These are widely dies tribute throughout the skin and are most numerous in the palms of the hands, soles of the feet, axillae and groins. They are composed of epithelial cells. The bodies of the glands lie coiled in the subcutaneous tissue. Some ducts open onto the skin surface at tiny depressions, or pores, and others open into hair follicles. Glands opening into hair follicles do not become active until puberty. IN the maxilla they secrete odourless milky fluids which, if decomposed by surface microbes, caudles unpleasant odour .The functions of this secretion are not known. Sweat glands are stimulated by sympathetic nerves in response to raised body temperature and fear. The most wanted and important function of sweat secreted by glands opening onto the skin surface is in the regulation of body temperature. Evaporation of sweat from body surface takes heat from the body core and the amount of sweat produced is governed by the temperature -regulating centre in the hyppothalamus.Excessive sweating may lead to dehydration and serious depletion o f sodium chloride unless intake of water and salt is appropriately increased .After 7 to 10 days exposure to high environmental temperatures the amount of salt lost is substantially reduced but water loss remains high.


These are formed by a down -growth of epidermal cells into the dermis or subcutaneous tissue, called hair follicles. At the base of the follicle is a cluster of cells called the bulb? The hair is formed by multiplication of cells of the bulb and as they are pushed upwards, away from their source of nutrition, the cells die and become keratinized .The part of the hair above the skin are the shaft and the remainder, the root. The color of the hair is genetically determined and depends on the amount of melanin present. White hair is the result of the replacement of melanin by tiny air bubbles.

The arrestor pile

These are little bundles of smooth muscles fibers attached to the hair follicles .Contraction makes the hair stand erect and raises the skin around the hair, causing 'goose flesh'.Teh muscles are stimulated by sympathetic neurone fibers in response to fear and cold. Erect hairs trap air, which acts as an insulating layer. This is an efficient warming machine especially when accompanied by shivering, i.e. involuntary contraction of skeletal muscles.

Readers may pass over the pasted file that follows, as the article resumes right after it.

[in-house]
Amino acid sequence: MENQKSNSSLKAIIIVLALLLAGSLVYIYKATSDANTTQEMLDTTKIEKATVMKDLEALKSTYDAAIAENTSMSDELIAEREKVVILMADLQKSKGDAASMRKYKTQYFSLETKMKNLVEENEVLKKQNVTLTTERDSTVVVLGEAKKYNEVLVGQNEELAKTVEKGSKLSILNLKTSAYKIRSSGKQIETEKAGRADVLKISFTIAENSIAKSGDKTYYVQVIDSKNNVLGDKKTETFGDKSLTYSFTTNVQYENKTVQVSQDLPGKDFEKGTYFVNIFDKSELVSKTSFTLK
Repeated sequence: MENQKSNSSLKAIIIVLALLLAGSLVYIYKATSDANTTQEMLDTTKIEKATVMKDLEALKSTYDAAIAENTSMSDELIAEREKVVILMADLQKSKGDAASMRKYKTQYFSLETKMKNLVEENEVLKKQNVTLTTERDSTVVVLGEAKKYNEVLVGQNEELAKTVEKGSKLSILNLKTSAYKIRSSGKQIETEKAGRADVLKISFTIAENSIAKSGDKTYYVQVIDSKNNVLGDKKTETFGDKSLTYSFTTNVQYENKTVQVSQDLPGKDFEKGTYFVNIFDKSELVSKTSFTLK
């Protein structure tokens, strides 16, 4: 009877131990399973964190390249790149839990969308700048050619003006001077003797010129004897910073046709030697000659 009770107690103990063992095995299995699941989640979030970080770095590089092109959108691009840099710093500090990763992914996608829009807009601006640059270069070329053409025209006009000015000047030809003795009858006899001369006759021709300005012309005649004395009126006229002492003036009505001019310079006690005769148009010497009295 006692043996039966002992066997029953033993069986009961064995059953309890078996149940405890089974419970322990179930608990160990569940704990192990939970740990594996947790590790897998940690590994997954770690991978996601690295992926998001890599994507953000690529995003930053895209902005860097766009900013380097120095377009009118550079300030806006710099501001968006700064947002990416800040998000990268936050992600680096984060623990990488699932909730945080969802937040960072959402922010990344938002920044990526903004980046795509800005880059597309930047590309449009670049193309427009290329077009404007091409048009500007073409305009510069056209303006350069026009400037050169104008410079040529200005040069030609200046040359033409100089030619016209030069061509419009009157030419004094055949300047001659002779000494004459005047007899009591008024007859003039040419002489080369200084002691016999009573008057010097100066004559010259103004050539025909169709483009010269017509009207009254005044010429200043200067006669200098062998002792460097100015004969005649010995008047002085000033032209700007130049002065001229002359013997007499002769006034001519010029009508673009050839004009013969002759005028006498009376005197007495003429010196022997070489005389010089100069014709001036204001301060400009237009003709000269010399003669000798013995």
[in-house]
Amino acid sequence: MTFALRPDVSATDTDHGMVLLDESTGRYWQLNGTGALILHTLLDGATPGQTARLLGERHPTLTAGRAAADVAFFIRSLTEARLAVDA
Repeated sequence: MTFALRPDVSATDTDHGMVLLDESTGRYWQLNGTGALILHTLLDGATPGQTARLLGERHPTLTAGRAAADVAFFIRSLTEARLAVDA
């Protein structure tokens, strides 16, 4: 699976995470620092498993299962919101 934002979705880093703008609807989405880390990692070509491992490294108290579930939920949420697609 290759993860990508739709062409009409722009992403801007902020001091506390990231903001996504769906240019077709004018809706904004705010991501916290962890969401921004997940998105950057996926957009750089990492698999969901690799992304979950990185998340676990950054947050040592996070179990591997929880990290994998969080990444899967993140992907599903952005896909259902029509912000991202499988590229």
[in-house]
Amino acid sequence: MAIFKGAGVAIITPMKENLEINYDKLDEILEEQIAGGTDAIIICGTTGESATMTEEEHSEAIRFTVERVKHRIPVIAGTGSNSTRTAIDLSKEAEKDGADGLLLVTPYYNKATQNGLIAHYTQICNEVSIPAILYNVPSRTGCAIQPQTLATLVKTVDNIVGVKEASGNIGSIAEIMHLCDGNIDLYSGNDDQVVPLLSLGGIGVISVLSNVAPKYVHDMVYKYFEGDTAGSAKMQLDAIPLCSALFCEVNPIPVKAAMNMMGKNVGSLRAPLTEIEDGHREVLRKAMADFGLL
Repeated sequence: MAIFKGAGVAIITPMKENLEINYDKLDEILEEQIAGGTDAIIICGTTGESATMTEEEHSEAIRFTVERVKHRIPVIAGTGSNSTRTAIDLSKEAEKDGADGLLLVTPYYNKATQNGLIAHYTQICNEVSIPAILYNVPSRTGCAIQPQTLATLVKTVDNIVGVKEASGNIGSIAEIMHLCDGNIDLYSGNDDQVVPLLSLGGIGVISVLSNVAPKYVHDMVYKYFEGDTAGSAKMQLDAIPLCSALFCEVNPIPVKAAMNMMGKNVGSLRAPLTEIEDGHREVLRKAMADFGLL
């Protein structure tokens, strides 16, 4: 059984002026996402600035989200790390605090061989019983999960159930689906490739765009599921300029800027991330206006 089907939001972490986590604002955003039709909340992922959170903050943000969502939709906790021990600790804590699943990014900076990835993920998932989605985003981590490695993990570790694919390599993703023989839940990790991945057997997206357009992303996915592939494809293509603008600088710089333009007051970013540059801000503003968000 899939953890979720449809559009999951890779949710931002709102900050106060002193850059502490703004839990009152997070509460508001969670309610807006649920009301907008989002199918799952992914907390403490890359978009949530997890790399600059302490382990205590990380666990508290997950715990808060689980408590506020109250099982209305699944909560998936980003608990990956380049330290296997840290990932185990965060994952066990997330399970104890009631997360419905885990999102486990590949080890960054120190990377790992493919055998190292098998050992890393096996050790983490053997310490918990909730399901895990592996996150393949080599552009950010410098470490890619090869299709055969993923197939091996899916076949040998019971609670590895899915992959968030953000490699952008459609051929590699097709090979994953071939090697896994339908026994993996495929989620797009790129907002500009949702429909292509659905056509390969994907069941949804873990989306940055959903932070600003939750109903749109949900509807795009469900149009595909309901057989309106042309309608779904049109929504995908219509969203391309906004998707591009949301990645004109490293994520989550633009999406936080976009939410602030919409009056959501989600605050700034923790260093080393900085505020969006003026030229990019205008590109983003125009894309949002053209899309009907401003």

The sebaceous glands

These consist of secretary epithelial cells derived from the same tissue as the hair follicles .they secrete an oily substance, sebum, into the hair follicles and are present in the skin of all parts of the body except the palms of the hands and the soles of the feet. They are most numerous in the skin of the scalp, face, axillae,and groins. In regions of transition from one type of superficial epithelium to another, such as lips, eyelids, nipple, labiaminora, and glens penis, there are sebaceous glands that are independent of hair follicles, secreting sebum directly onto the surface. Sebum keeps the hair soft and pliable and gives it a shiny appearance. On the skin it provides some water-proofing and acts as a bactericidal and fungicidal agent, preventing infection. It also prevents drying and cracking of skin, especially on exposure to heat and sunshine .The activity of these glands increases at puberty and is less at the extremes of age, rendering infants and older adults prone to the effects of excessive moisture.


Human nails are equivalent to the claws, houns and hoofs of animals. They are derived from the same cells as epidermis and hair and consist of hard, honey keratin plates. They protect the tips of the fingers and toes. The root of the nail is embedded in the skin is covered by the cuticle and forms the hemispherical pale area called the lunula.The nail plate is the exposed partthat has grown out from the terminative zone of the epidermis called the nail bed.Fingernails grow mire quickly than toe nails and growths quicker when the environmental temperature is high.


Protection: The s of skin kin forms a relatively waterproof layer, provided mainly by its keratinized epithelium, which protects the deeper and more delicate structures .As an important non-specific defense mechanism it acts as a barrier against;

• Invasion by microbes

• Chemicals

• Physical agents, e.g. mild trauma, U.V light

• Dehydration

The epidermis contains specialized immune cells called Algerians cells .They phagocytes intruding antigens and travel to lymphoid tissue, where they present antigen to T-lymphocytes, thus stimulating an immune response.

Due to the presence of the sensory nerve endings in the skin the body reacts by reflex action to unpleasant or painful stimuli, protecting it from further injury .The pigment melanin affords some protection against harmful U.B rays in sunlight.

Regulation of body temperature